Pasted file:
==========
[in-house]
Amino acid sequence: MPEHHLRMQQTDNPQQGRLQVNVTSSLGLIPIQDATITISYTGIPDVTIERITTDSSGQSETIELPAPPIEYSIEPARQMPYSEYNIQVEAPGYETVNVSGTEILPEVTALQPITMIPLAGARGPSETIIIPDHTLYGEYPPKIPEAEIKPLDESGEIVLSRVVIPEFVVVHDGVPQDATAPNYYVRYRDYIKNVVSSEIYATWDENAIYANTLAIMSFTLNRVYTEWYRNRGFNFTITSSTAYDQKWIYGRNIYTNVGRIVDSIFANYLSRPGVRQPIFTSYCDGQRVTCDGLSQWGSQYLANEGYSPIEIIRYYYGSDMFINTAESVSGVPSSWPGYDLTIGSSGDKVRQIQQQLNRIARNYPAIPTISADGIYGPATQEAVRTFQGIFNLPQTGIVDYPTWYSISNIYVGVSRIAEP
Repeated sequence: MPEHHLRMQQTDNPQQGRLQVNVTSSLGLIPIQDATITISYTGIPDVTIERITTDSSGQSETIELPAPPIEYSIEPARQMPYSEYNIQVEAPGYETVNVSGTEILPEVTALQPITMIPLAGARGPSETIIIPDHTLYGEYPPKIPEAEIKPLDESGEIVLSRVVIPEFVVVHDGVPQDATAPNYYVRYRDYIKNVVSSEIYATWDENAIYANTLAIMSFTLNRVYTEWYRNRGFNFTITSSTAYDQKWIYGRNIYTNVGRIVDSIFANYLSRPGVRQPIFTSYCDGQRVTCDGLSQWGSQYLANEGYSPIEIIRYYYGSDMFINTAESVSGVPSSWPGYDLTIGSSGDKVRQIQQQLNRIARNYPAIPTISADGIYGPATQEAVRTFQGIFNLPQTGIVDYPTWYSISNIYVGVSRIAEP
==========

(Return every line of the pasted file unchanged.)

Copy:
[in-house]
Amino acid sequence: MPEHHLRMQQTDNPQQGRLQVNVTSSLGLIPIQDATITISYTGIPDVTIERITTDSSGQSETIELPAPPIEYSIEPARQMPYSEYNIQVEAPGYETVNVSGTEILPEVTALQPITMIPLAGARGPSETIIIPDHTLYGEYPPKIPEAEIKPLDESGEIVLSRVVIPEFVVVHDGVPQDATAPNYYVRYRDYIKNVVSSEIYATWDENAIYANTLAIMSFTLNRVYTEWYRNRGFNFTITSSTAYDQKWIYGRNIYTNVGRIVDSIFANYLSRPGVRQPIFTSYCDGQRVTCDGLSQWGSQYLANEGYSPIEIIRYYYGSDMFINTAESVSGVPSSWPGYDLTIGSSGDKVRQIQQQLNRIARNYPAIPTISADGIYGPATQEAVRTFQGIFNLPQTGIVDYPTWYSISNIYVGVSRIAEP
Repeated sequence: MPEHHLRMQQTDNPQQGRLQVNVTSSLGLIPIQDATITISYTGIPDVTIERITTDSSGQSETIELPAPPIEYSIEPARQMPYSEYNIQVEAPGYETVNVSGTEILPEVTALQPITMIPLAGARGPSETIIIPDHTLYGEYPPKIPEAEIKPLDESGEIVLSRVVIPEFVVVHDGVPQDATAPNYYVRYRDYIKNVVSSEIYATWDENAIYANTLAIMSFTLNRVYTEWYRNRGFNFTITSSTAYDQKWIYGRNIYTNVGRIVDSIFANYLSRPGVRQPIFTSYCDGQRVTCDGLSQWGSQYLANEGYSPIEIIRYYYGSDMFINTAESVSGVPSSWPGYDLTIGSSGDKVRQIQQQLNRIARNYPAIPTISADGIYGPATQEAVRTFQGIFNLPQTGIVDYPTWYSISNIYVGVSRIAEP